I spot a House Martin, Delichon urbicum, on the cliffs at the Castle o’ Burrian. That’s nice. Then I spot another one. Maybe they’re breeding here? I send a message to our Wildlife WhatsApp group to say I’ve seen them. There’s no reply.
They next day I see them again. That’s even more suspicious. Maybe they really are breeding here. I follow their swoops along the cliff as best I can and see one disappearing up and under the overhanging cliff ledge. There must be a nest there. I can see a parent taking food in and even see it taking a faecal sac away. I didn’t know that House Martins still nested on cliffs. I thought they all nested on houses now.
I check the Fauna Orcadensis and see what the Reverend George Low had to say about House Martins:
I don’t think they nest on the cathedral now.
The only place I have observed this species in Orkney is the great church of Kirkwall, where they make their clay nests in the corners of the windows. In Scotland I remember to have seen them build in rocks, and in the arches of bridges, particularly in one called the Gannachie-Bridge, in the shire of Angus, where they build in hundreds. Here they are less frequent; like the last they go off in winter.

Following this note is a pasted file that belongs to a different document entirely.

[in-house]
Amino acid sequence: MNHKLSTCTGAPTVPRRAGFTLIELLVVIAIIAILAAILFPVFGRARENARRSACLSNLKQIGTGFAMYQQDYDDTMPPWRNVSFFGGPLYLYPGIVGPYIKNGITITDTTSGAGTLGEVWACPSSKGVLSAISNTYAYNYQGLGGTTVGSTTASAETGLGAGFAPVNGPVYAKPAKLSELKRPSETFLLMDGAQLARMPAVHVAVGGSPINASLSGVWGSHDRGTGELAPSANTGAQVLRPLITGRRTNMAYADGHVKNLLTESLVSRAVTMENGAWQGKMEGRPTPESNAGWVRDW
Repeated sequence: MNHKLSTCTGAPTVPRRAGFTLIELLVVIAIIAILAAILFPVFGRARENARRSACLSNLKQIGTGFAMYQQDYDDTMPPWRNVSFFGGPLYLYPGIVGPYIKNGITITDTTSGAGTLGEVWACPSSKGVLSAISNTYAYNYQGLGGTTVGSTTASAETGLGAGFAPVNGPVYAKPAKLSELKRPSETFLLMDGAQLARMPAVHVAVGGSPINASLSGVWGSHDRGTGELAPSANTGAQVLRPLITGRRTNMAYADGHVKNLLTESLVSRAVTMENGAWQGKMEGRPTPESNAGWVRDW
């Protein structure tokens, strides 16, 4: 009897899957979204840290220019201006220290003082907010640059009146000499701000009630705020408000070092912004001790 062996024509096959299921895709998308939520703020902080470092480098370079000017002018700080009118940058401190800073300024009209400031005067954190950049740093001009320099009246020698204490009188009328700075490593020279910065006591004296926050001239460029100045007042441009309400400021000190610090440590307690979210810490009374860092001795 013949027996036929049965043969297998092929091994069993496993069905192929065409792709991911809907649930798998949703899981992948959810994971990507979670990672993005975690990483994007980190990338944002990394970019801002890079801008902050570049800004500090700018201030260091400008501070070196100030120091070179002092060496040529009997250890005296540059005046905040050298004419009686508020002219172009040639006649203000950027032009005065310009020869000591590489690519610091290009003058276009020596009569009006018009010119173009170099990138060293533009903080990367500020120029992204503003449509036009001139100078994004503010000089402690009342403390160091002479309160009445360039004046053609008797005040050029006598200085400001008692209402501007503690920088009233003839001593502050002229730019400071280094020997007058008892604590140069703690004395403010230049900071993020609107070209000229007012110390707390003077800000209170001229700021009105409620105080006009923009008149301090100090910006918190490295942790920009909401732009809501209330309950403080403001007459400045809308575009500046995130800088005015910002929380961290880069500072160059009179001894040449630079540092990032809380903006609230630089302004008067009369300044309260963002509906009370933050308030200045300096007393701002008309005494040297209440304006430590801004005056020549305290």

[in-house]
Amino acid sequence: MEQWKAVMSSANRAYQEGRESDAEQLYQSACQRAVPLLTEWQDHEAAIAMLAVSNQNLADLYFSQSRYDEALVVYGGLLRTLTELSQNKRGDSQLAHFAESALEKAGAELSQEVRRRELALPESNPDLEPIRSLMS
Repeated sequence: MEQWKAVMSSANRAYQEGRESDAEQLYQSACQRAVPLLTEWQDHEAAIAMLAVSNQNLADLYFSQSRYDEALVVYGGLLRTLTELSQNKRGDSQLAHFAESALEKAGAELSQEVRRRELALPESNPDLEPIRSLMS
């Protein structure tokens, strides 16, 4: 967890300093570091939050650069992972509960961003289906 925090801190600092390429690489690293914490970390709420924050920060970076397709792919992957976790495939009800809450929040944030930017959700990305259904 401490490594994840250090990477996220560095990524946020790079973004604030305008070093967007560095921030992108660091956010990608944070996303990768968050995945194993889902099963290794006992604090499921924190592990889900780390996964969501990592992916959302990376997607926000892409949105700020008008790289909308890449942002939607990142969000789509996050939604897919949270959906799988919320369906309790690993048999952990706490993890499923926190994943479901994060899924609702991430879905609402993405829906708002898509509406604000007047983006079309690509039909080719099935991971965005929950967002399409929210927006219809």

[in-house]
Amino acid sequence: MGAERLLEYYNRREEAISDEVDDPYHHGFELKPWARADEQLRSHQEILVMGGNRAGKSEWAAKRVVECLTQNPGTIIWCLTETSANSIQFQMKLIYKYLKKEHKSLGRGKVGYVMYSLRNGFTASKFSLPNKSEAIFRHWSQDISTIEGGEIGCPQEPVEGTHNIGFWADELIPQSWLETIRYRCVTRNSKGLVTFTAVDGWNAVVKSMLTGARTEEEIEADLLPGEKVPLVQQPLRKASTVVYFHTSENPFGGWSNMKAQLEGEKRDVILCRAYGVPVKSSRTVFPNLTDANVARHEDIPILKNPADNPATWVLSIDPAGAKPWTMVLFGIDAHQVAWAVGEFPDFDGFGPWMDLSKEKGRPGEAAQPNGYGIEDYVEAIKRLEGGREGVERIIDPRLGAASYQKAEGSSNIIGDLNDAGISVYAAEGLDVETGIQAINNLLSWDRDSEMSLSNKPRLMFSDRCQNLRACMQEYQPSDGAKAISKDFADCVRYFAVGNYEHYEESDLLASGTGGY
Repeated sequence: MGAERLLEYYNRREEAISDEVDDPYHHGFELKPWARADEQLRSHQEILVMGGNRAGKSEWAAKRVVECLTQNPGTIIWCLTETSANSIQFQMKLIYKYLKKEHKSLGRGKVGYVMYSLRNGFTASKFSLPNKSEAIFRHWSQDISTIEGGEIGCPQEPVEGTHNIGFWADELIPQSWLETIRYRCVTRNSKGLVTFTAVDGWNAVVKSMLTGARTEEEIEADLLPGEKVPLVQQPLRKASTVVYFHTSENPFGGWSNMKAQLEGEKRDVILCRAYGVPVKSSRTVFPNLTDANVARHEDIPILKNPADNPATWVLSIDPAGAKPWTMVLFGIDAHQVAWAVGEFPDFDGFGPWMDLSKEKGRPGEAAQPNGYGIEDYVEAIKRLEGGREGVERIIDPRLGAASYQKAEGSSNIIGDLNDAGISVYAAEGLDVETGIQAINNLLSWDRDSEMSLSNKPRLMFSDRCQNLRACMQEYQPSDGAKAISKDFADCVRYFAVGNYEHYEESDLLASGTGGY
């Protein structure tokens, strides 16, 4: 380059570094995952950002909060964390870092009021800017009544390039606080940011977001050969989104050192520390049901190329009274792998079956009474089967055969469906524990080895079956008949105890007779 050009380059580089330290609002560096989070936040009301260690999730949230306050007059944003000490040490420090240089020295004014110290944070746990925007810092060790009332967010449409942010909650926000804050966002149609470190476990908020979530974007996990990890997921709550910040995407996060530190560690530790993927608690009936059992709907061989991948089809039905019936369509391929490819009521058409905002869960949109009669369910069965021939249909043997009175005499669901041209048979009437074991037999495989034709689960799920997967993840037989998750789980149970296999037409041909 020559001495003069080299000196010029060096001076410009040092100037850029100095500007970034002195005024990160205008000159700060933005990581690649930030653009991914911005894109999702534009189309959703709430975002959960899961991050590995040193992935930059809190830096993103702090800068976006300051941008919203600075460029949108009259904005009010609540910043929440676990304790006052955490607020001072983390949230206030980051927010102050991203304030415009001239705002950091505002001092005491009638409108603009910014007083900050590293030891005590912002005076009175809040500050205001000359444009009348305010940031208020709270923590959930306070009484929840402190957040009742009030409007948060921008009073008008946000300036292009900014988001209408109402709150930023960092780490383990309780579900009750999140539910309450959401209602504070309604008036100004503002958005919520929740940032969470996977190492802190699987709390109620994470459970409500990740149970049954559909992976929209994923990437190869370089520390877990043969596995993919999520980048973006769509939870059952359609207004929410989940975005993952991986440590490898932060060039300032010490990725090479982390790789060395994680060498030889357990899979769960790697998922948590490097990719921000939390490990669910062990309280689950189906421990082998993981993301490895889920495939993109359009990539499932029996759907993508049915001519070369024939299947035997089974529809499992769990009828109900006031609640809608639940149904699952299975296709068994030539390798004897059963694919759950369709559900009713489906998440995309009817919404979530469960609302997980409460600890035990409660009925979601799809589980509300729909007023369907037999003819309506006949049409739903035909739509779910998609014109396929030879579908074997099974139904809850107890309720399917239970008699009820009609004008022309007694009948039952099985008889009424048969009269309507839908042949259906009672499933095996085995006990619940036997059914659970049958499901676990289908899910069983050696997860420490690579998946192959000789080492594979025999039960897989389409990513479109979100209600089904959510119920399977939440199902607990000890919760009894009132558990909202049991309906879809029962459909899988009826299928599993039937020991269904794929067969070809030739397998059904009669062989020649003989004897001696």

Seeing their nest sets off an avalanche of messages as Steve Dudley of the British Ornithologist’s Union tweets asking for other records. The country’s most accomplished birders start to contribute, sending in sightings and nesting history from their vast archives of knowledge.
The UK population of House Martins has declined by 47% since 1970. An article in Scottish Birds notes that the decline in east Scotland was near total across farmland but had increased at coastal nest sites.
Steve’s social media research brought the following results on natural cliff nesting sites:
Doesn’t this one look like a Spitfire to you?
I thought it was very interesting to find such an unusual, traditional nester I got in contact with The Orcadian newspaper and they ran our story in their weekly newspaper: